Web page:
HastyScribe is a simple command-line program able to convert markdown files into HTML files.
hastyscribe filename-or-glob-expression [ <options> ]
- filename-or-glob-expression is a valid file or glob expression that will be compiled into HTML.
- The following options are supported:
- --field/<field>=<value> causes HastyScribe to set a custom field to a specific value.
- --notoc causes HastyScribe to output HTML documents without automatically generating a Table of Contents at the start.
- --user-css=<file> causes HastyScribe to insert the contents of the specified local file as a CSS stylesheet.
- --output-file=<file> causes HastyScribe to write output to a local file (Use --output-file=- to output to standard output).
- --watermark=<file> causes HastyScribe to embed and display an image as a watermark throughout the document.
- --fragment causes HastyScribe to output just an HTML fragment instead of a full document, without embedding any image, font or stylesheet.
- --dump=all|styles|fonts causes HastyScribe to dump all resources/stylesheets/fonts to the current directory.
Why is HastyScribe different from other markdown converters?
- It is a cross-platform, self-contained executable file.
- It can generate standalone HTML files.
- It comes with its own stylesheet, which is automatically embedded into every HTML document, along with all the needed web fonts.
- It is built on top of Discount, which means that besides standard markdown you also get:
- automatic Table of Contents generation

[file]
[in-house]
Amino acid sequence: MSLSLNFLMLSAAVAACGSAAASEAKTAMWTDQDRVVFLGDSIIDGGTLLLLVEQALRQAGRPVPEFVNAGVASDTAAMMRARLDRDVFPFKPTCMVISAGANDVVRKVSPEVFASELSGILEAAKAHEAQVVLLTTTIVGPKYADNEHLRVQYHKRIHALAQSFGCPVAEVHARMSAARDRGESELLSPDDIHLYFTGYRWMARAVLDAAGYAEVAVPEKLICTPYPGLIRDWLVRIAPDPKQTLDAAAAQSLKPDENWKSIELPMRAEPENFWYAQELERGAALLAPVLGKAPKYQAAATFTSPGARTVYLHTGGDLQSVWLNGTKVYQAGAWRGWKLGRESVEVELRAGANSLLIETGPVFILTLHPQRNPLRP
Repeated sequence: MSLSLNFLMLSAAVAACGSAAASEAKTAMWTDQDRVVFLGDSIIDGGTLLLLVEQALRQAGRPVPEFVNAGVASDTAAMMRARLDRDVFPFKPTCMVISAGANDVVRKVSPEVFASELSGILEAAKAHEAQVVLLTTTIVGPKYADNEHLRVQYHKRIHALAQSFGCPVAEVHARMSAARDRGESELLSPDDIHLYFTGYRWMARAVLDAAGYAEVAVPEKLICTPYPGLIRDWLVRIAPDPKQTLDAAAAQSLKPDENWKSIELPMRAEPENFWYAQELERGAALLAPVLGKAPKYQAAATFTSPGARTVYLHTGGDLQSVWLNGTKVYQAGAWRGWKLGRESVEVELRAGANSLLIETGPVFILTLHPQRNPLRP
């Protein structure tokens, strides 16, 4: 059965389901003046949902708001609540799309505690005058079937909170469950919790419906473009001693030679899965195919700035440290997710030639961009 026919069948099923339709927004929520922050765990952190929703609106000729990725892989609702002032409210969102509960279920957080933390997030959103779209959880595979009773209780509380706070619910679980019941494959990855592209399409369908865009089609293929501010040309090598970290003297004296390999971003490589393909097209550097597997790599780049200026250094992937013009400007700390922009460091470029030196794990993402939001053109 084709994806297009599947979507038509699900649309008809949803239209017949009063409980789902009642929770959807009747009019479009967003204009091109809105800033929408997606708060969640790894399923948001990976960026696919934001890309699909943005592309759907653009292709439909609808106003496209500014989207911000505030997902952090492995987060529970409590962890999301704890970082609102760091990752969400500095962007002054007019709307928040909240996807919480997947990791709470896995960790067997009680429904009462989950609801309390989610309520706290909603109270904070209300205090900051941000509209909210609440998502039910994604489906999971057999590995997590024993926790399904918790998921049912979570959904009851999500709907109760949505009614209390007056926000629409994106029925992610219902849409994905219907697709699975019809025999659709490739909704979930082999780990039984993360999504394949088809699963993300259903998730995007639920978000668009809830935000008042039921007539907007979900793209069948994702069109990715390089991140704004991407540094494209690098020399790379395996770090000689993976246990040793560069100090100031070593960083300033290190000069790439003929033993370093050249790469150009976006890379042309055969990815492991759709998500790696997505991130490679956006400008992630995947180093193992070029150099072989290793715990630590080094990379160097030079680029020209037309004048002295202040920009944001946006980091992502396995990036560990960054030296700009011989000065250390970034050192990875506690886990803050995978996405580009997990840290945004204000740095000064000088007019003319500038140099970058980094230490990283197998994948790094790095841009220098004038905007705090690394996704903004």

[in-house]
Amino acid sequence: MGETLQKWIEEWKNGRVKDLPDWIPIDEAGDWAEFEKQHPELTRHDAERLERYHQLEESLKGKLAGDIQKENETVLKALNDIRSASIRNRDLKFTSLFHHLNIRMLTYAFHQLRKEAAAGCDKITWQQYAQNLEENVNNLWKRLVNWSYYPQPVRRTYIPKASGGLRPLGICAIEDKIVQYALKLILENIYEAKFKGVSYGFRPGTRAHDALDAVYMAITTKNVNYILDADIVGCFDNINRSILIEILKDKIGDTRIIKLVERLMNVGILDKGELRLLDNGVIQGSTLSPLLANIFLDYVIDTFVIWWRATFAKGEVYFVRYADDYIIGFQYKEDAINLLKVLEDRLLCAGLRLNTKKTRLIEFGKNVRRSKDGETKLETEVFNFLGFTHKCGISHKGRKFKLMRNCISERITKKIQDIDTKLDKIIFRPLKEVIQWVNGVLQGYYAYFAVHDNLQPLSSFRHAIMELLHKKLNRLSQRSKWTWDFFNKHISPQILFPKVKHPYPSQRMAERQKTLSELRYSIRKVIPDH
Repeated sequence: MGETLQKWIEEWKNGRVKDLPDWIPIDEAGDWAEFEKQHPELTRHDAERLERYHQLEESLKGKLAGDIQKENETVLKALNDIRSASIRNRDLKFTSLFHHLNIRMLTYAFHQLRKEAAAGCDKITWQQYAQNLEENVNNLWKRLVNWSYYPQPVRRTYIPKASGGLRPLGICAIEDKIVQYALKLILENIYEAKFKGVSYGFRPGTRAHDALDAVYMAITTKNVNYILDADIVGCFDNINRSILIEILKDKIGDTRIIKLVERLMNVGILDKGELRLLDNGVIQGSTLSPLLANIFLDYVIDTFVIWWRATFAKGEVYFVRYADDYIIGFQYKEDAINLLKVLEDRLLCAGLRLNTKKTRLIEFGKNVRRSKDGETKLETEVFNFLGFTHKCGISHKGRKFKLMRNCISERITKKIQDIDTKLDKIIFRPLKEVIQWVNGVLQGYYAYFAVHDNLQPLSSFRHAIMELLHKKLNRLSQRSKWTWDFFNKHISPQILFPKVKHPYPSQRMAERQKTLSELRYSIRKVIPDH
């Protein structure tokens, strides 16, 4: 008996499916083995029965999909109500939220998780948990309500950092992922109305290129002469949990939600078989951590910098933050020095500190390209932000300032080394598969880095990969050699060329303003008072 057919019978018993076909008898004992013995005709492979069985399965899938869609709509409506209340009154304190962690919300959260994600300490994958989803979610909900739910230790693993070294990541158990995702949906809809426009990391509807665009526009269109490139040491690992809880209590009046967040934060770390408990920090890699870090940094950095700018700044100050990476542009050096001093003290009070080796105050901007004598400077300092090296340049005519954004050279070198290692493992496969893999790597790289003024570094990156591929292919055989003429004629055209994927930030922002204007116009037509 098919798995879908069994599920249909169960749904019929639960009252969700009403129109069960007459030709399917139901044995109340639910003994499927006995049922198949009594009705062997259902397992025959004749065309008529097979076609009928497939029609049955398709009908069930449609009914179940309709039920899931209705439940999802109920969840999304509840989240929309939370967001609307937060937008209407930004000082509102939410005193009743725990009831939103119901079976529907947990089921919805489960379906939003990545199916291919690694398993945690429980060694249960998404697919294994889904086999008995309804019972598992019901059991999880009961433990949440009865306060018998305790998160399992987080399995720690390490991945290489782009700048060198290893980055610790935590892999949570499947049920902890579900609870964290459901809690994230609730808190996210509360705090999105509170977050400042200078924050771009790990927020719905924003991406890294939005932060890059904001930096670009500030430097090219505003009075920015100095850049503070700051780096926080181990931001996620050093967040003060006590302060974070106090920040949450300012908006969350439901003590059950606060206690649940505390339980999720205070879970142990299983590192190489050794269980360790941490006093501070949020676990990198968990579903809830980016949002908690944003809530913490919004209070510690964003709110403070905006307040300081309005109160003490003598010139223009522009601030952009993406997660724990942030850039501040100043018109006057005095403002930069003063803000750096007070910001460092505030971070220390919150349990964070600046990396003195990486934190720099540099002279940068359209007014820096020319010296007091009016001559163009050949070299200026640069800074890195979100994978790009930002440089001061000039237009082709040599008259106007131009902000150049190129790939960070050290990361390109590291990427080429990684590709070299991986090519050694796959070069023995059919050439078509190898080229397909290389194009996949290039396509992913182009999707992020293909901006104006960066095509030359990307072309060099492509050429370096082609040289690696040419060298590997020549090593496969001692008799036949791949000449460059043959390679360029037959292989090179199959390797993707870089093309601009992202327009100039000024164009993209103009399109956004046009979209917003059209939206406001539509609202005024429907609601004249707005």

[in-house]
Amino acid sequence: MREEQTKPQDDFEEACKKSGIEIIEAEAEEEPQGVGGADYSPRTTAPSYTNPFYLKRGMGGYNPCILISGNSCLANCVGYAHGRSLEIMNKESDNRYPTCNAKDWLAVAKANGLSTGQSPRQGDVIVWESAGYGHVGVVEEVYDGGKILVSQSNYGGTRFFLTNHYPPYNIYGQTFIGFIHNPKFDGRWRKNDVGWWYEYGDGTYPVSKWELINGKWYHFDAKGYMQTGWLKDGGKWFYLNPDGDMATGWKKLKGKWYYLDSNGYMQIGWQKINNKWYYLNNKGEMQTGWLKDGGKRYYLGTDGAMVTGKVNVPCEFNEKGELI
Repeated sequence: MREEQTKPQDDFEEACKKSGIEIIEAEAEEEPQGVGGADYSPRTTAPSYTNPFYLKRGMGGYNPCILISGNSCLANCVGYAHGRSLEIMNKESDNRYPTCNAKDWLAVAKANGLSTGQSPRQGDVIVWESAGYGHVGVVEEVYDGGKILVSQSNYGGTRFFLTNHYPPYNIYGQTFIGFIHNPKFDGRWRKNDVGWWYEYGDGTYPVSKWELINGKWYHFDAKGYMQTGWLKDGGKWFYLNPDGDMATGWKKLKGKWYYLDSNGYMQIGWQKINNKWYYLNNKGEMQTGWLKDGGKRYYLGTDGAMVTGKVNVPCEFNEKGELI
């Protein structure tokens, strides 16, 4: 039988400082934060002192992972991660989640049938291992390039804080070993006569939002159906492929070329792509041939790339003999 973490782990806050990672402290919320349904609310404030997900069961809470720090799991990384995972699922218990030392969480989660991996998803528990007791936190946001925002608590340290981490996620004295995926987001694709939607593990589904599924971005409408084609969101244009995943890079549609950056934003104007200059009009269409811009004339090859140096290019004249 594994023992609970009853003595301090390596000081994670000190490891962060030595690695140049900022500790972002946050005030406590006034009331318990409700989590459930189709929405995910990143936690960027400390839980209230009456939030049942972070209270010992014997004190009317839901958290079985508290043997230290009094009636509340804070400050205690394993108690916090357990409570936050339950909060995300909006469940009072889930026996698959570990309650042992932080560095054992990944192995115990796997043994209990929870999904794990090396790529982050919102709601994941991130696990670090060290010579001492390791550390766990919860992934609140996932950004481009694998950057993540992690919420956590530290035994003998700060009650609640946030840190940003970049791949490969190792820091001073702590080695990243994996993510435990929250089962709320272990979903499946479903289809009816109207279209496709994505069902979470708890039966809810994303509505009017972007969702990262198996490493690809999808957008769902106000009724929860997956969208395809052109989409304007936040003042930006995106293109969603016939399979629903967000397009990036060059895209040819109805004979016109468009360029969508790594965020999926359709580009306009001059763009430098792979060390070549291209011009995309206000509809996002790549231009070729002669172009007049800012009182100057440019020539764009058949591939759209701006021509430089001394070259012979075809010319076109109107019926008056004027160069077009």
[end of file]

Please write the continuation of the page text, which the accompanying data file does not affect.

- SmartyPants substitutions
- paragraph centering
- image sizes
- definition lists
- alphabetic lists
- pseudo-protocols to generate
spantags with arbitrary CSS classes,
abbrtags, and anchors
- class blocks
- fenced code blocks
- Pandoc-style document headers
- It automatically embeds any referenced image as data URI.
- It has supports for text snippets, custom fields, and substitution macros.
What can I use it for?
HastyScribe is best suited to produce self-contained documents such as essays, meeting notes, project status documents, and articles.
What language is HastyScribe implemented in?
HastyScribe is implemented in Nim, a very expressive language that compiles to C and is able to generate small, standalone and self-contained executable files.
How do I build HastyScribe from source?
- Download and install Nim.
- Download and build Nifty, and put it somewhere in your $PATH.
- Clone the HastyScribe repository.
- Navigate to the HastyScribe repository local folder.
- Run nifty install to download HastyScribe's dependencies.
- Run nifty build discount to build the Discount markdown library.
- Run nim c -d:release -d:discount hastyscribe.nim